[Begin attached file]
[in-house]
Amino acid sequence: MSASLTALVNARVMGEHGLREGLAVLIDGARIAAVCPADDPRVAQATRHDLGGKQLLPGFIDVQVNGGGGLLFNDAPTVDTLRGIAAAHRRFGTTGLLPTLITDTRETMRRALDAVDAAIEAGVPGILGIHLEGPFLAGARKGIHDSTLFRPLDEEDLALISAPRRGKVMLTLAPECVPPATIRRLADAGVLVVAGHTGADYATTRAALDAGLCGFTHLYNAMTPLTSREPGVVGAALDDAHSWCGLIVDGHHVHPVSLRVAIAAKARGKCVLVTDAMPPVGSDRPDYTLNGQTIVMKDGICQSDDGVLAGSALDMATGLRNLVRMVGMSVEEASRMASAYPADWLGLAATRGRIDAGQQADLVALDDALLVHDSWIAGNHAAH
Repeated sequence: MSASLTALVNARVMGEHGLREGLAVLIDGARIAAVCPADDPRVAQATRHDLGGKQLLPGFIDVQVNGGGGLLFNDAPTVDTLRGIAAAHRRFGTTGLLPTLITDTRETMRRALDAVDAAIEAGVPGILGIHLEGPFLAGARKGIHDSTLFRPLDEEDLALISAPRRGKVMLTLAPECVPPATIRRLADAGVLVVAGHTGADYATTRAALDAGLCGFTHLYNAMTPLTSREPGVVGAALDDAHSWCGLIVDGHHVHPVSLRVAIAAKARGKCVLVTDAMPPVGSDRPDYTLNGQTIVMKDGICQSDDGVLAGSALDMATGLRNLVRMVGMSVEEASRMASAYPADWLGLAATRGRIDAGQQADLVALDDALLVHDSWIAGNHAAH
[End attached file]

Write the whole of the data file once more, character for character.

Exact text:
[in-house]
Amino acid sequence: MSASLTALVNARVMGEHGLREGLAVLIDGARIAAVCPADDPRVAQATRHDLGGKQLLPGFIDVQVNGGGGLLFNDAPTVDTLRGIAAAHRRFGTTGLLPTLITDTRETMRRALDAVDAAIEAGVPGILGIHLEGPFLAGARKGIHDSTLFRPLDEEDLALISAPRRGKVMLTLAPECVPPATIRRLADAGVLVVAGHTGADYATTRAALDAGLCGFTHLYNAMTPLTSREPGVVGAALDDAHSWCGLIVDGHHVHPVSLRVAIAAKARGKCVLVTDAMPPVGSDRPDYTLNGQTIVMKDGICQSDDGVLAGSALDMATGLRNLVRMVGMSVEEASRMASAYPADWLGLAATRGRIDAGQQADLVALDDALLVHDSWIAGNHAAH
Repeated sequence: MSASLTALVNARVMGEHGLREGLAVLIDGARIAAVCPADDPRVAQATRHDLGGKQLLPGFIDVQVNGGGGLLFNDAPTVDTLRGIAAAHRRFGTTGLLPTLITDTRETMRRALDAVDAAIEAGVPGILGIHLEGPFLAGARKGIHDSTLFRPLDEEDLALISAPRRGKVMLTLAPECVPPATIRRLADAGVLVVAGHTGADYATTRAALDAGLCGFTHLYNAMTPLTSREPGVVGAALDDAHSWCGLIVDGHHVHPVSLRVAIAAKARGKCVLVTDAMPPVGSDRPDYTLNGQTIVMKDGICQSDDGVLAGSALDMATGLRNLVRMVGMSVEEASRMASAYPADWLGLAATRGRIDAGQQADLVALDDALLVHDSWIAGNHAAH